Link Category: Ideas
State of CSS, 2020
Long time readers will know that I consider myself a CSS outsider. I learned how to do it about 10 years ago, and have just enough skills to get by today. So I read with interest Sacha Greif’s “The State of CSS 2020” document. While I found myself a little annoyed by the document’s “design fanciness” (particularly what I perceive as scrolljacking), the results were quite interesting.
An Overview of CDNs
If you’ve been around WordPress for long, you’ve likely heard of a “CDN.” A CDN, or content-delivery network, is one of the most common parts of speeding up a WordPress site, especially for visitors who are far away from where your site is hosted. But the way this works is often a blackbox to people I talk to. That’s where this great article over at web.dev from Katie Hempenius. She explains all the bits of CDNs I already knew, and much more beyond.
How Quick is WordPress Plugin Auto-Updating?
As you might have noticed, in WordPress 5.5 you can now tell WordPress itself to keep specific plugins up to do. This is a great feature and one that I’m eager to turn on for more than a few plugins on more than a few sites (that is: all plugins on most of my sites). The security boon of knowing that all the plugins on all yours sites are just always up-to-date outweighs my light concern about one of those sites unexpectedly breaking with a bad update. (That totally happens, but quite rarely in my experience. And usually I can quickly solve the issues.)
Why Not to 301 Redirect all 404s to Your Homepage
Our site Writers.com has a lot of 404s stretching back across its long history. As I’ve started to work to clean them up, I flirted with simply 301 redirecting every 404ing link to the homepage. (There are a few plugins that do just that.)
“Hello, World!” in 30 (Programming) Languages
I know that this is a WordPress-focused site. But I also know that programming is as central to WordPress as writing. So I thought I’d share this fun little article that simply and clearly lays out the (classic) “Hello world” program in 30 different programming languages. It’s fun to get a quick sense of how much “boilerplate” each language requires, how it chose to say “show on the screen,” etc. And because of the simple format of the post you’ll not be confused about it. Great job to the post’s author Al Muhimen. 🙂
Hack at Slack
There are a number of different reasons I wanted to share this article about the programming language “Hack” here on Shout. The first one is just that I found it an interesting and pleasant conversation of the use and benefit of the (poorly named) PHP-like language that arrived in the world when Facebook’s PHP performance bottlenecks started to bother them too much.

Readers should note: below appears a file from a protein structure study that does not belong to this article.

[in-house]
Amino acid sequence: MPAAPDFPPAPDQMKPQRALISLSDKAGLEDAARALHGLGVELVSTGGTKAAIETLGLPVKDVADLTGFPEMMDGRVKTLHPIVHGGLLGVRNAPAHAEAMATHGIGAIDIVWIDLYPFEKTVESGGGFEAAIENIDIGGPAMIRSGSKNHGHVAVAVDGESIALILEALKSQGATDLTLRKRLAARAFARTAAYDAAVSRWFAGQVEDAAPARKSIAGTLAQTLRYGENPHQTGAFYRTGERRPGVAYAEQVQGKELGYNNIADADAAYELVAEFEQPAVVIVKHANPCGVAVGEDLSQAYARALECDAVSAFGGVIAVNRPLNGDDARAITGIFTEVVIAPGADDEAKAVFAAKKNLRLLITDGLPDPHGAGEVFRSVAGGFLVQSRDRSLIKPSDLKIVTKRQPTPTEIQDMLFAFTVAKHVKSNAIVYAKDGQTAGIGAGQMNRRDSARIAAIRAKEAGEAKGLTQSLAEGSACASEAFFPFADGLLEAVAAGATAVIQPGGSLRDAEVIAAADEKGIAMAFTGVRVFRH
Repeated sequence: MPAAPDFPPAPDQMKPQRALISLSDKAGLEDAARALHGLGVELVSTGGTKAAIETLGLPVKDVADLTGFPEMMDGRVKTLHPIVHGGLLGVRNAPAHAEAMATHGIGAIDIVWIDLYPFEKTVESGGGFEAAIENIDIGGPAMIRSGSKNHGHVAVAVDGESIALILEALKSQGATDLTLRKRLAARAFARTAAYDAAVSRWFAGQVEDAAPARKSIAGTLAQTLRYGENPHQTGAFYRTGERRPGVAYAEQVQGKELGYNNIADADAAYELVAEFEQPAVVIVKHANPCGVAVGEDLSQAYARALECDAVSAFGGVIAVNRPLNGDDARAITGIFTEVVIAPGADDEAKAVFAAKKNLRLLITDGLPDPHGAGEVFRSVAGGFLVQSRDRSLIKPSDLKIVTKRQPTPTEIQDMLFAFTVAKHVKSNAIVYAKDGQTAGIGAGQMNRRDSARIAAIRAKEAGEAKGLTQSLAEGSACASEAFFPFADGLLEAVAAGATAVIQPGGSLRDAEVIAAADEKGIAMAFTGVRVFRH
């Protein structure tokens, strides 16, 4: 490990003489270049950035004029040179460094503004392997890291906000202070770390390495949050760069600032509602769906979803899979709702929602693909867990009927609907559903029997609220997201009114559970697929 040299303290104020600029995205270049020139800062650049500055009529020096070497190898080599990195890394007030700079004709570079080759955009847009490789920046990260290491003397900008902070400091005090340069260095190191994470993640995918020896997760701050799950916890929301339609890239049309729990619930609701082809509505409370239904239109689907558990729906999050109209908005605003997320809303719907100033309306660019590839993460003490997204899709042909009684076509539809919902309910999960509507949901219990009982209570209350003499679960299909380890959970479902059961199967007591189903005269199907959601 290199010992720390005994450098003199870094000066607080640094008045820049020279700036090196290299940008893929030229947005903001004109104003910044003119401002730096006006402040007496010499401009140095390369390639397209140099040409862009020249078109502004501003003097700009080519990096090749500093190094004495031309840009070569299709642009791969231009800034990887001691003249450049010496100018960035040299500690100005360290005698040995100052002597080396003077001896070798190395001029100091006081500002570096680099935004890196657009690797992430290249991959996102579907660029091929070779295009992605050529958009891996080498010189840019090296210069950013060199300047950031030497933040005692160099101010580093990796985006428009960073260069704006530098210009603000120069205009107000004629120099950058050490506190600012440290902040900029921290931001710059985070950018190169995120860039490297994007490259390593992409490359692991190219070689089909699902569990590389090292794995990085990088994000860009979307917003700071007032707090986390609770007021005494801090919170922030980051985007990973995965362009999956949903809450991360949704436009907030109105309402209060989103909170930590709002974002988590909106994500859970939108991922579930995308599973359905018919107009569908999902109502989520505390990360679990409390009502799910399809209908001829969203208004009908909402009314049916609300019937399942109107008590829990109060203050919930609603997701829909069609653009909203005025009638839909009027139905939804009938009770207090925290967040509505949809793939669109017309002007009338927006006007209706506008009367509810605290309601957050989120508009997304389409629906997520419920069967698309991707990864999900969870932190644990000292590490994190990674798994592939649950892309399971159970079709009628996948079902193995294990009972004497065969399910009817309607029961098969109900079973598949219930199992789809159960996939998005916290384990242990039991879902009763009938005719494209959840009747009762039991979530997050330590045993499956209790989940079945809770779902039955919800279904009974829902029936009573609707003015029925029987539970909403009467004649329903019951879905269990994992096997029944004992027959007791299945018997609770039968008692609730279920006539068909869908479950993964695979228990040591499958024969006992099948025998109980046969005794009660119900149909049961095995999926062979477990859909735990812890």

Block Dependent Themes
An interesting thing as Gutenberg grows is that it’s aiming to impact both WordPress themes and page builders. And to do this, we may need or want a way for a theme to say it required a specific Gutenberg block to function. I have not thought deeply about it, but I see that Mel Choyce is. So please consider and opine with her about this possibility. Here are two parts of her initial proposal:
How and Why to Make a Customer Journey Map
I’ve loved Torque Mag for a long time as a great source for both technical and editorial content based around WordPress—even if customer satisfaction data and personal experience have me feeling more lukewarm about WP Engine itself.
Don’t Just Write WordPress Code
One of the first and most powerful lessons I learned while teaching myself to code a decade ago was to read/listen/watch widely. I believe it is one of the most powerful choices you can make in learning to code (or in almost any endeavor). Because broader minds (ones which have been exposed to more things) are often *way* better problem-solvers than narrower ones. Because the solution space they can conceive is just so much bigger. But that’s enough “David’s Life Philosophy” for now.
Even on PHP 7, WordPress is not “Modern PHP”
Our friend Carl Alexander wrote a (possibly) inflammatory but true argument for Delicious Brains this week. It reflects a lot of thoughts I’ve had as I’ve spent the last few years as one of the small minority of people trying to span the roles of “WordPress” and “modern PHP” developer. In short, he’s said all I’ve thought in a fair, even handed, and useful way. While action is hardly guaranteed, helping to reach a public consensus about the state of WordPress PHP is the first step in evolving toward making it a modern PHP project (if that’s ever desired by enough of the right people, of course).